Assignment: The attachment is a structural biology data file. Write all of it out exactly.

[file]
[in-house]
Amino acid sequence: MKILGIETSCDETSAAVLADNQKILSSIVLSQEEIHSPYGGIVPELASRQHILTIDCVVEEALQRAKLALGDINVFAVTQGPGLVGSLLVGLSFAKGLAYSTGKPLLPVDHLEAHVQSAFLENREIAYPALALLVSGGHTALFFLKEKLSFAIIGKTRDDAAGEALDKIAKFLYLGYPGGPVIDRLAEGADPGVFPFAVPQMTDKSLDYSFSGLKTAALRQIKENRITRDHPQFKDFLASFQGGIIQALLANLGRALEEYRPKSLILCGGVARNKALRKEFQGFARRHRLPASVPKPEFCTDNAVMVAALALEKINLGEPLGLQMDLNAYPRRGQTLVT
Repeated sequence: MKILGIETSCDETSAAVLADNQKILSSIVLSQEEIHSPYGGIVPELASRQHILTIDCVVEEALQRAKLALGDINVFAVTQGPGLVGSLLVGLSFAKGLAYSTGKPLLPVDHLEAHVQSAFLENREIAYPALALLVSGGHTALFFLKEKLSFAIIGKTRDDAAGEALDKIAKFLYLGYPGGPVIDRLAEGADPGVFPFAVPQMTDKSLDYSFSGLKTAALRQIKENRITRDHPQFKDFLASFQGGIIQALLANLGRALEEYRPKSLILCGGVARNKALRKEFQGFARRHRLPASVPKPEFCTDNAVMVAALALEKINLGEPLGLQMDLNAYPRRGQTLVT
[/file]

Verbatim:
[in-house]
Amino acid sequence: MKILGIETSCDETSAAVLADNQKILSSIVLSQEEIHSPYGGIVPELASRQHILTIDCVVEEALQRAKLALGDINVFAVTQGPGLVGSLLVGLSFAKGLAYSTGKPLLPVDHLEAHVQSAFLENREIAYPALALLVSGGHTALFFLKEKLSFAIIGKTRDDAAGEALDKIAKFLYLGYPGGPVIDRLAEGADPGVFPFAVPQMTDKSLDYSFSGLKTAALRQIKENRITRDHPQFKDFLASFQGGIIQALLANLGRALEEYRPKSLILCGGVARNKALRKEFQGFARRHRLPASVPKPEFCTDNAVMVAALALEKINLGEPLGLQMDLNAYPRRGQTLVT
Repeated sequence: MKILGIETSCDETSAAVLADNQKILSSIVLSQEEIHSPYGGIVPELASRQHILTIDCVVEEALQRAKLALGDINVFAVTQGPGLVGSLLVGLSFAKGLAYSTGKPLLPVDHLEAHVQSAFLENREIAYPALALLVSGGHTALFFLKEKLSFAIIGKTRDDAAGEALDKIAKFLYLGYPGGPVIDRLAEGADPGVFPFAVPQMTDKSLDYSFSGLKTAALRQIKENRITRDHPQFKDFLASFQGGIIQALLANLGRALEEYRPKSLILCGGVARNKALRKEFQGFARRHRLPASVPKPEFCTDNAVMVAALALEKINLGEPLGLQMDLNAYPRRGQTLVT